If you were intrigued by our review of the 3 MiFi gadget but thought it was a bit pricey and you don’t want to be tied to a mobile phone operator, don’t despair. Connectify is free software that turns any Windows 7 WiFi-enabled PC or laptop into a Wi-Fi hotspot, capable of sharing its Internet connection with any WiFi device.
Connectify relies on a new service in Windows 7 called the Microsoft Virtual Wi-Fi Miniport Adaptor that started life in 2002 as a Microsoft Research Labs project. Although there’s no built-in program that uses the service, developers can build applications around it, which is exactly what Connectify has done.
Put simply, Connectify is a software WiFi router. It detects all your Internet connections and lets you choose which one to share over the WiFi connection. It can even share a connection over the same Wi-Fi adapter you’re using to connect to the internet. Connected devices don’t have to run Connectify.
Once you get your head around how it works, the possibilities start to appear. We used it in several configurations in a home environment. First, using a USB WiFi dongle in a desktop PC, we shared the wired Ethernet connection to laptops and mobile phones, making it a cheap way of adding WiFi to a wired router.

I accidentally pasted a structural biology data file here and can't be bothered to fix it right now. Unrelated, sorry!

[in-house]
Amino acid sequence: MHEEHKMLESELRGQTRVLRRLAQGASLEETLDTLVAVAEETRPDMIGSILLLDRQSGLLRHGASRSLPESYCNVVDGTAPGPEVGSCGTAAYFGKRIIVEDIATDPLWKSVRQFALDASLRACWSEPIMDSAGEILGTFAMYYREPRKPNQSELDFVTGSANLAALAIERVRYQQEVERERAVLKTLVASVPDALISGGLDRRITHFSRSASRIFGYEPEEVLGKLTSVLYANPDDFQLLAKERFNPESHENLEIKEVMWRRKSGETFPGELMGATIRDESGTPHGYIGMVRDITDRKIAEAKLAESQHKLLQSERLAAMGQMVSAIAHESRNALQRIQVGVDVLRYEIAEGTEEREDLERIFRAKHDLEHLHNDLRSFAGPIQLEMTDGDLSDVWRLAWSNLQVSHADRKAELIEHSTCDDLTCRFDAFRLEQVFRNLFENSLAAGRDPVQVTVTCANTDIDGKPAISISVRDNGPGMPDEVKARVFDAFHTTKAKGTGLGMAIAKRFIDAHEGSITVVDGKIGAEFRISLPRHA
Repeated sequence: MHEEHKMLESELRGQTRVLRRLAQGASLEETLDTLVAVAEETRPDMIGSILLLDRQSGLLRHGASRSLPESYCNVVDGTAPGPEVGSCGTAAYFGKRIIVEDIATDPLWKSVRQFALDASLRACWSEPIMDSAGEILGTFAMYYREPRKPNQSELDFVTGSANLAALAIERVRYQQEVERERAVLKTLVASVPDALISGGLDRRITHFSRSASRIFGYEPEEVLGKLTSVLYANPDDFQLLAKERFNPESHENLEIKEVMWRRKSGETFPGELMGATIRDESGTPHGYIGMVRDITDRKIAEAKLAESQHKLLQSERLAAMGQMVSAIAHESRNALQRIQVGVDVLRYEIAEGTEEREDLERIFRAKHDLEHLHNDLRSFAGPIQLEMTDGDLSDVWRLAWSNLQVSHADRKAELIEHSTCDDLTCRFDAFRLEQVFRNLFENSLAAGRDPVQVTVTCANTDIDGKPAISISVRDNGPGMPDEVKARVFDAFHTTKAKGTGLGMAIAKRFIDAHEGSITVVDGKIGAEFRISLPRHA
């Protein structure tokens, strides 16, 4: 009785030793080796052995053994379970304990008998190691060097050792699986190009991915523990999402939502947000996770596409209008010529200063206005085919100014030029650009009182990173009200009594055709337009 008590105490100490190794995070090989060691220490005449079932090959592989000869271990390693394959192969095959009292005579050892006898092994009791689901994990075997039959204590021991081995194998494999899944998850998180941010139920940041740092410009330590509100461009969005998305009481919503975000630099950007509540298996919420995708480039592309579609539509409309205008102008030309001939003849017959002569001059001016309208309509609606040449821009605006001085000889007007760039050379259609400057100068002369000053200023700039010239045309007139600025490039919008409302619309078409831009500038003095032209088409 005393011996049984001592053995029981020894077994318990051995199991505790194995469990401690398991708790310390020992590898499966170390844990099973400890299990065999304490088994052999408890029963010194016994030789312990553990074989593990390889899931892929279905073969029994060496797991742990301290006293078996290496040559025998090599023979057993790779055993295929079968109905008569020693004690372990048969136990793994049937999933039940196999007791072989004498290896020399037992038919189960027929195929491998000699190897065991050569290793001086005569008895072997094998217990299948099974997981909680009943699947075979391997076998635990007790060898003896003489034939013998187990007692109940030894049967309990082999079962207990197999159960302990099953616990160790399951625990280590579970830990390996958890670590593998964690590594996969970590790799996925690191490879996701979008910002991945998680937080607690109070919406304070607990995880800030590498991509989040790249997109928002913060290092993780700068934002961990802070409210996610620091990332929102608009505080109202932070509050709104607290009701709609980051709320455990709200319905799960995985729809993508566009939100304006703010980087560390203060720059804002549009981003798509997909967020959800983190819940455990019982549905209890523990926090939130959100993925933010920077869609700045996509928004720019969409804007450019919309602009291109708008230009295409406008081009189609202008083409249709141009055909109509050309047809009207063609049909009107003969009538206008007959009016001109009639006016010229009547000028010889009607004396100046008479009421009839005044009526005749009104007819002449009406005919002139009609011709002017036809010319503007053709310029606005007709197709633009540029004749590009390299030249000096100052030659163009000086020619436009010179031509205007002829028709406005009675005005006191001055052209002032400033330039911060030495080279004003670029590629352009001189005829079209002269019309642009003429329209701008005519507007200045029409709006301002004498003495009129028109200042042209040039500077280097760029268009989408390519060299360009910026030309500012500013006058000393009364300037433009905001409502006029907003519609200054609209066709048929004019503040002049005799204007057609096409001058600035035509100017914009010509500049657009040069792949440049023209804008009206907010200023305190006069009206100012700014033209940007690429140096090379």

We also tried it as a WiFi repeater, using a netbook connected via WiFi to a router and then connecting devices to the Connectify hotspot on the netbook. Then we shared a 3G broadband connection from a USB dongle. To round it off, we put two WiFi adaptors in one laptop, and specified one of them as the Internet connection and the other as the hotspot. In all cases it worked perfectly.
There are few settings to tweak: the Connectify icon sits in the system notification area and detects all your network connections automatically. Choose the Internet connection from a drop-down box in the simple interface, choose the WiFi connection to share over, create a password (it requires WPA2-PSK encryption) and that’s it. It can be a bit fussy about WiFi adapters, though: there’s a list of supported chipsets on the Connectify website. It supports WPS, so you can save network settings to a Flash drive.
Connectify runs as an infrastructure access point by default, but it can work in ad-hoc mode using WEP encryption. The only reproducible glitch we came across was when trying to share an Ethernet connection from a router over a Wi-Fi dongle on a PC when the router’s Wi-Fi was enabled: this seemed to confuse Connectify and devices couldn’t connect, although the hotspot was shown as running correctly. The solution was either to connect to the router’s Wi-Fi connection instead and share that, or simply turn the router’s Wi-Fi off and share the Ethernet connection.
It’s a great little program once you realise what it can do, and one that’s well worth trying out.